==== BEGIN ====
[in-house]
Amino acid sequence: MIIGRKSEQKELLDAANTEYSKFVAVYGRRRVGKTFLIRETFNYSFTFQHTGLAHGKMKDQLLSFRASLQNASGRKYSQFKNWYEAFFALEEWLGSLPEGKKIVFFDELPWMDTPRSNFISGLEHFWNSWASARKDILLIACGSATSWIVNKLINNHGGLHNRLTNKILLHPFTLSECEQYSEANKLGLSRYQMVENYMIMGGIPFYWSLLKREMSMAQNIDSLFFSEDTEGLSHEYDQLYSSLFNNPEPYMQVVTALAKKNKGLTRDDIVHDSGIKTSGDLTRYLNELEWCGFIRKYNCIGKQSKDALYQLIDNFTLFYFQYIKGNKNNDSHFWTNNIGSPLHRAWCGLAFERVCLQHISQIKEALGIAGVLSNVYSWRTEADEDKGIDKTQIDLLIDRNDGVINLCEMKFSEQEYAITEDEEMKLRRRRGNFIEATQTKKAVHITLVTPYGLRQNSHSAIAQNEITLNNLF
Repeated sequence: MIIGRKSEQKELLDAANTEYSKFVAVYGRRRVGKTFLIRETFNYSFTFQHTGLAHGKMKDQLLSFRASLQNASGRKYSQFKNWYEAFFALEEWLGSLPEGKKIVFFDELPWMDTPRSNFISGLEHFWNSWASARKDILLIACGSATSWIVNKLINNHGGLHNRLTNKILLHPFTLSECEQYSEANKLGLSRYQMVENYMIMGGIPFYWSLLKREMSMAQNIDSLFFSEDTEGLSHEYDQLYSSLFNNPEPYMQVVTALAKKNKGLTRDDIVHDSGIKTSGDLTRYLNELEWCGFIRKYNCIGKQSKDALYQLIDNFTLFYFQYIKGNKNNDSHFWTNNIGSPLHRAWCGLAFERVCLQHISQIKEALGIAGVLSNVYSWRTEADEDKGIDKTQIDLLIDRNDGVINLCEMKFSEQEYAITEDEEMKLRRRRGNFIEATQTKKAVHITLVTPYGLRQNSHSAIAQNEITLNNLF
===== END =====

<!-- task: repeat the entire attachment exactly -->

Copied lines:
[in-house]
Amino acid sequence: MIIGRKSEQKELLDAANTEYSKFVAVYGRRRVGKTFLIRETFNYSFTFQHTGLAHGKMKDQLLSFRASLQNASGRKYSQFKNWYEAFFALEEWLGSLPEGKKIVFFDELPWMDTPRSNFISGLEHFWNSWASARKDILLIACGSATSWIVNKLINNHGGLHNRLTNKILLHPFTLSECEQYSEANKLGLSRYQMVENYMIMGGIPFYWSLLKREMSMAQNIDSLFFSEDTEGLSHEYDQLYSSLFNNPEPYMQVVTALAKKNKGLTRDDIVHDSGIKTSGDLTRYLNELEWCGFIRKYNCIGKQSKDALYQLIDNFTLFYFQYIKGNKNNDSHFWTNNIGSPLHRAWCGLAFERVCLQHISQIKEALGIAGVLSNVYSWRTEADEDKGIDKTQIDLLIDRNDGVINLCEMKFSEQEYAITEDEEMKLRRRRGNFIEATQTKKAVHITLVTPYGLRQNSHSAIAQNEITLNNLF
Repeated sequence: MIIGRKSEQKELLDAANTEYSKFVAVYGRRRVGKTFLIRETFNYSFTFQHTGLAHGKMKDQLLSFRASLQNASGRKYSQFKNWYEAFFALEEWLGSLPEGKKIVFFDELPWMDTPRSNFISGLEHFWNSWASARKDILLIACGSATSWIVNKLINNHGGLHNRLTNKILLHPFTLSECEQYSEANKLGLSRYQMVENYMIMGGIPFYWSLLKREMSMAQNIDSLFFSEDTEGLSHEYDQLYSSLFNNPEPYMQVVTALAKKNKGLTRDDIVHDSGIKTSGDLTRYLNELEWCGFIRKYNCIGKQSKDALYQLIDNFTLFYFQYIKGNKNNDSHFWTNNIGSPLHRAWCGLAFERVCLQHISQIKEALGIAGVLSNVYSWRTEADEDKGIDKTQIDLLIDRNDGVINLCEMKFSEQEYAITEDEEMKLRRRRGNFIEATQTKKAVHITLVTPYGLRQNSHSAIAQNEITLNNLF